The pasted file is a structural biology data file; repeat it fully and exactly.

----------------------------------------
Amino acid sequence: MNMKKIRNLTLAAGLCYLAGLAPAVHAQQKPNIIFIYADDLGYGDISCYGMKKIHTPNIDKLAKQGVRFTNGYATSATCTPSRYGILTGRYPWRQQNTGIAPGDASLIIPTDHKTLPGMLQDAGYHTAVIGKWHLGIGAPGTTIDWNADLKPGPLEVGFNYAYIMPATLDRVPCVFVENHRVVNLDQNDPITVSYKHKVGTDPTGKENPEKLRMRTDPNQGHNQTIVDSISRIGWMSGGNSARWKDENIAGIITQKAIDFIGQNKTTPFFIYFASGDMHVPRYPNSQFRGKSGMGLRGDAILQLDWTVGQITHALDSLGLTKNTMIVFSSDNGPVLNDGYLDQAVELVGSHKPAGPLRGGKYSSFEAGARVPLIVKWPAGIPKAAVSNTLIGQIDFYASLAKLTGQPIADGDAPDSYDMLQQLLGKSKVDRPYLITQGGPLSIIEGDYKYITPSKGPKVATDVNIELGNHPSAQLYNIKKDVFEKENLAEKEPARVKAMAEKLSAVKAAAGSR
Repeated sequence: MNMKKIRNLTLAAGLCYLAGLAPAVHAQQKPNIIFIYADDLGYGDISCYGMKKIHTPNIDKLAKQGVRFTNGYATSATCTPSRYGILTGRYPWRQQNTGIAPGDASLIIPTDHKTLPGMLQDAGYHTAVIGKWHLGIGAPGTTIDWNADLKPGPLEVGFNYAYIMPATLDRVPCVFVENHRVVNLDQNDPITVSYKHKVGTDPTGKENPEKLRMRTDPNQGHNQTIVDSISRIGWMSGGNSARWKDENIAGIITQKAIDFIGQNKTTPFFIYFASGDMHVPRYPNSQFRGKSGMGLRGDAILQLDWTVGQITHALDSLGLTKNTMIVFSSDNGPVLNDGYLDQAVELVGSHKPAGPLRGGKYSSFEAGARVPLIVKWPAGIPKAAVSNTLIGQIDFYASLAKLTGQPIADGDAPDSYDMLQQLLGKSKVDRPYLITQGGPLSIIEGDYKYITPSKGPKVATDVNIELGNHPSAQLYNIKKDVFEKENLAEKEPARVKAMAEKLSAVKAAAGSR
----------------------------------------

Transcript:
Amino acid sequence: MNMKKIRNLTLAAGLCYLAGLAPAVHAQQKPNIIFIYADDLGYGDISCYGMKKIHTPNIDKLAKQGVRFTNGYATSATCTPSRYGILTGRYPWRQQNTGIAPGDASLIIPTDHKTLPGMLQDAGYHTAVIGKWHLGIGAPGTTIDWNADLKPGPLEVGFNYAYIMPATLDRVPCVFVENHRVVNLDQNDPITVSYKHKVGTDPTGKENPEKLRMRTDPNQGHNQTIVDSISRIGWMSGGNSARWKDENIAGIITQKAIDFIGQNKTTPFFIYFASGDMHVPRYPNSQFRGKSGMGLRGDAILQLDWTVGQITHALDSLGLTKNTMIVFSSDNGPVLNDGYLDQAVELVGSHKPAGPLRGGKYSSFEAGARVPLIVKWPAGIPKAAVSNTLIGQIDFYASLAKLTGQPIADGDAPDSYDMLQQLLGKSKVDRPYLITQGGPLSIIEGDYKYITPSKGPKVATDVNIELGNHPSAQLYNIKKDVFEKENLAEKEPARVKAMAEKLSAVKAAAGSR
Repeated sequence: MNMKKIRNLTLAAGLCYLAGLAPAVHAQQKPNIIFIYADDLGYGDISCYGMKKIHTPNIDKLAKQGVRFTNGYATSATCTPSRYGILTGRYPWRQQNTGIAPGDASLIIPTDHKTLPGMLQDAGYHTAVIGKWHLGIGAPGTTIDWNADLKPGPLEVGFNYAYIMPATLDRVPCVFVENHRVVNLDQNDPITVSYKHKVGTDPTGKENPEKLRMRTDPNQGHNQTIVDSISRIGWMSGGNSARWKDENIAGIITQKAIDFIGQNKTTPFFIYFASGDMHVPRYPNSQFRGKSGMGLRGDAILQLDWTVGQITHALDSLGLTKNTMIVFSSDNGPVLNDGYLDQAVELVGSHKPAGPLRGGKYSSFEAGARVPLIVKWPAGIPKAAVSNTLIGQIDFYASLAKLTGQPIADGDAPDSYDMLQQLLGKSKVDRPYLITQGGPLSIIEGDYKYITPSKGPKVATDVNIELGNHPSAQLYNIKKDVFEKENLAEKEPARVKAMAEKLSAVKAAAGSR